Abby Lynes for the Missoulian
Michael Shaw likes to talk to horses.
A true-blue horseman and former wilderness ranger for Glacier National Park, the horses talk back on his recently released country album, “He Rode On,” which tells tales of outlaws, partying, getting into trouble, the power of the community, and the wildness that is the American West.
Many of those stories are rooted in Shaw’s days living and working all over western Montana — Stevensville, Polebridge, Ovando, Dillon, Greenough and Moiese, to name a few of the towns he has called home.
His homebase was always Missoula, though, where he played with different musicians around town, including now-broken up Whiskey Rebellion. He remembers regularly playing at the Jack Saloon in Lolo as well as the Union Club downtown, where a bartender would sell the band he played with shots of whiskey at cost that they’d give out to the audience between sets.
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“This album is more innocent,” he said, “I was younger — there’s a lot of bravado, swagger, drinking whiskey.”
When he wasn’t in Missoula, Shaw often lived in places where he wouldn’t see another person for days at a time, like when he worked as a caretaker for horses out on the Blackfoot River or in Glacier National Park as a wilderness ranger with his horses, Pancho and Buffy.
“I might talk to a horse more than a human on any given day,” he said.
The juxtaposition of those experiences — the total solitude of his weekdays and the community he found in Missoula on the weekdays — gave him the stories he needed to write about and the bandwidth to write about them, he said.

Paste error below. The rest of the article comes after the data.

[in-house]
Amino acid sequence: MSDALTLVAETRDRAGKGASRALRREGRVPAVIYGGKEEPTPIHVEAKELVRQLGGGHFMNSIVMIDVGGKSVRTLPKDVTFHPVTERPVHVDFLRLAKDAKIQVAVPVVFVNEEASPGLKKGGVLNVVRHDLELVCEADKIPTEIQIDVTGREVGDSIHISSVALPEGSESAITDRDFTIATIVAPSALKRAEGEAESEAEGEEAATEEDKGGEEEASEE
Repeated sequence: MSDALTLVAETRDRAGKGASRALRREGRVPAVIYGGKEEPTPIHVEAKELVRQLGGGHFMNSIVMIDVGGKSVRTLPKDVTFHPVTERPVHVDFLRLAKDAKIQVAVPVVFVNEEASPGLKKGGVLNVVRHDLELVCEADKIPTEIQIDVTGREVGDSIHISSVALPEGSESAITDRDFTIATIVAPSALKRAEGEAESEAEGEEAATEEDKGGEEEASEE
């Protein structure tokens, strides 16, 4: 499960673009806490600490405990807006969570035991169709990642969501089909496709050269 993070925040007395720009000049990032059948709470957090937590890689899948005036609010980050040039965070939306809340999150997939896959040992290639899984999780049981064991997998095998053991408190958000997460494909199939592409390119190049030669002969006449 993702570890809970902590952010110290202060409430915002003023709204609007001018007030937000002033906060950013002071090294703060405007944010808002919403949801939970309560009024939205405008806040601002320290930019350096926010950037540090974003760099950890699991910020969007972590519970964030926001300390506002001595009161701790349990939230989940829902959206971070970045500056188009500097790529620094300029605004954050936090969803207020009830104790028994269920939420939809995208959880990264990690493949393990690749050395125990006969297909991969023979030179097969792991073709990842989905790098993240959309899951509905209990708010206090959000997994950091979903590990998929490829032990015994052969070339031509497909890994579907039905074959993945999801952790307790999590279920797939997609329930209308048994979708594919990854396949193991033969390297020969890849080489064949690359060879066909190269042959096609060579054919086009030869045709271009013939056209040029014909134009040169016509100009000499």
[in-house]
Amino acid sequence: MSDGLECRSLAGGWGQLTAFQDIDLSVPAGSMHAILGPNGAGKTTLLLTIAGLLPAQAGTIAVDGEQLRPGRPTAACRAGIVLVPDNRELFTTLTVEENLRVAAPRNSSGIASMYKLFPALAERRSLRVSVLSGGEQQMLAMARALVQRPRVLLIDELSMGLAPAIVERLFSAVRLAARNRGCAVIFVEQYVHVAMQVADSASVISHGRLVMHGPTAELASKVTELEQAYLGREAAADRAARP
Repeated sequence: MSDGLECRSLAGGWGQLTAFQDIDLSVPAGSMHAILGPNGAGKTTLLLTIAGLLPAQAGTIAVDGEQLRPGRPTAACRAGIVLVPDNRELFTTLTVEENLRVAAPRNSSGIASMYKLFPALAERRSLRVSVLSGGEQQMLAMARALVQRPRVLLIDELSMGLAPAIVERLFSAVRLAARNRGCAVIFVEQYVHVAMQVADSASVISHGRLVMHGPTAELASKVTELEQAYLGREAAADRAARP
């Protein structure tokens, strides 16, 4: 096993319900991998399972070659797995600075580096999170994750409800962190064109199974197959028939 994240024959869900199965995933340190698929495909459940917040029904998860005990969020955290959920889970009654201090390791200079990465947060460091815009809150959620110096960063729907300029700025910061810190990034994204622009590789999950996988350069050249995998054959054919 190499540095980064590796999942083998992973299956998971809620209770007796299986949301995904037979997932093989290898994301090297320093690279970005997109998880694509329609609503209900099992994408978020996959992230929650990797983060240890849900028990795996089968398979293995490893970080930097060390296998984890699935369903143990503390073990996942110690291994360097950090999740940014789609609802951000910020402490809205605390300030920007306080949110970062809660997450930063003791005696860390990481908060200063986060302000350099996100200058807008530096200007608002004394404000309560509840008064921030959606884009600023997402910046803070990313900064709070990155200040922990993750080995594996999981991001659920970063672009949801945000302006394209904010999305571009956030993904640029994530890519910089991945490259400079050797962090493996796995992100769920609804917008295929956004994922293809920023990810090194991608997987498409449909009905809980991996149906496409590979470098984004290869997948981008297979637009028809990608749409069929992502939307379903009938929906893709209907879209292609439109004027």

He spent a lot of time reading nature-loving authors like Henry David Thoreau and Ralph Waldo Emerson in remote corners of Montana, which inspired his writing and life philosophy, he said. It’s easier to clear your mind and write when given the mental and physical space that Montana’s wild landscape provides.
The album was also heavily influenced by his best friend and musical partner, Colin McKnight, who died before they ever got to record anything together for a record label.
Most of the songs on “He Rode On” were written before he passed, Shaw said. It felt wrong recording some of them without him, so he opened a bottle of Maker’s Mark, McKnight’s favorite whiskey, took a swig, poured some of his ashes into it, and resealed the red wax on the bottle. Shaw would keep it in the studio and shake it up a little bit before recording songs.
Shaw was still grappling with a lot of grief while recording “He Rode On,” though most of the songs are upbeat and about his younger partying days with McKnight. Much of that grief will show up on Shaw’s next album, which he’s working on right now.
When it comes down to it, the album is about relationships, which Shaw said is most important in life. There have been some important ones in his: the Missoula community, his friendships with McKnight and his relationship with producer Grant Siemens, who has also worked with artist Corb Lund.
“If you don’t have a good friend or partner, it’s kind of empty,” he said.
Amid the wave of change that has hit Montana, “He Rode On” captures a time and place only a few have been lucky enough to experience.
If there’s anything that could take you back there, though, it’s Shaw.
“I would describe the ‘He Rode On’ album as kind of being a snapshot of a time and place that’s quickly going the way of the buffalo, really.”